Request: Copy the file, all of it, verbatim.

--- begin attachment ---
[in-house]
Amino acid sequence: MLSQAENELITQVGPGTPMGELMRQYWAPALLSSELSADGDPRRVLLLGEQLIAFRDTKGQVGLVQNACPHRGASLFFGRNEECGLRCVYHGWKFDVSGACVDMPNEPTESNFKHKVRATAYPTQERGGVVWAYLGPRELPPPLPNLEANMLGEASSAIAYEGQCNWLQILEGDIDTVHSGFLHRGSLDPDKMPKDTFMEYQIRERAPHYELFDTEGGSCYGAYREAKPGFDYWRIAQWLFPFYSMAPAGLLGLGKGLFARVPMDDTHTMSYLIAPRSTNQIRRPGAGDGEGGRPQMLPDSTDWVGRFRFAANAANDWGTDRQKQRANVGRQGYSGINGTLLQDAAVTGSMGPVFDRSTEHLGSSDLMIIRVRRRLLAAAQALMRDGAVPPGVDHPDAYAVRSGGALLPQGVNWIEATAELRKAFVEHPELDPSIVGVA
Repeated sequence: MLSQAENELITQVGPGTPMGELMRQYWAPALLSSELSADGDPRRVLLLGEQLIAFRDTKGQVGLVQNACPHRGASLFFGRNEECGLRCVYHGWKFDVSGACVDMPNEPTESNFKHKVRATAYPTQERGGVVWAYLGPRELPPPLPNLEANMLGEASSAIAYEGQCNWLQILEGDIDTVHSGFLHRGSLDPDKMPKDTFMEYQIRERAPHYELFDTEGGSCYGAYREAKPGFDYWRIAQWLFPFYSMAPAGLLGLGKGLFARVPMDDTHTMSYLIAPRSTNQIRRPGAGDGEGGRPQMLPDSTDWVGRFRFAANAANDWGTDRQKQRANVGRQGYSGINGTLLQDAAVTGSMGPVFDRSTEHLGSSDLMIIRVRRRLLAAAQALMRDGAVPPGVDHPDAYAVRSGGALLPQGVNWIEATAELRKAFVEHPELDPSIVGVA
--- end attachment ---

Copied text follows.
[in-house]
Amino acid sequence: MLSQAENELITQVGPGTPMGELMRQYWAPALLSSELSADGDPRRVLLLGEQLIAFRDTKGQVGLVQNACPHRGASLFFGRNEECGLRCVYHGWKFDVSGACVDMPNEPTESNFKHKVRATAYPTQERGGVVWAYLGPRELPPPLPNLEANMLGEASSAIAYEGQCNWLQILEGDIDTVHSGFLHRGSLDPDKMPKDTFMEYQIRERAPHYELFDTEGGSCYGAYREAKPGFDYWRIAQWLFPFYSMAPAGLLGLGKGLFARVPMDDTHTMSYLIAPRSTNQIRRPGAGDGEGGRPQMLPDSTDWVGRFRFAANAANDWGTDRQKQRANVGRQGYSGINGTLLQDAAVTGSMGPVFDRSTEHLGSSDLMIIRVRRRLLAAAQALMRDGAVPPGVDHPDAYAVRSGGALLPQGVNWIEATAELRKAFVEHPELDPSIVGVA
Repeated sequence: MLSQAENELITQVGPGTPMGELMRQYWAPALLSSELSADGDPRRVLLLGEQLIAFRDTKGQVGLVQNACPHRGASLFFGRNEECGLRCVYHGWKFDVSGACVDMPNEPTESNFKHKVRATAYPTQERGGVVWAYLGPRELPPPLPNLEANMLGEASSAIAYEGQCNWLQILEGDIDTVHSGFLHRGSLDPDKMPKDTFMEYQIRERAPHYELFDTEGGSCYGAYREAKPGFDYWRIAQWLFPFYSMAPAGLLGLGKGLFARVPMDDTHTMSYLIAPRSTNQIRRPGAGDGEGGRPQMLPDSTDWVGRFRFAANAANDWGTDRQKQRANVGRQGYSGINGTLLQDAAVTGSMGPVFDRSTEHLGSSDLMIIRVRRRLLAAAQALMRDGAVPPGVDHPDAYAVRSGGALLPQGVNWIEATAELRKAFVEHPELDPSIVGVA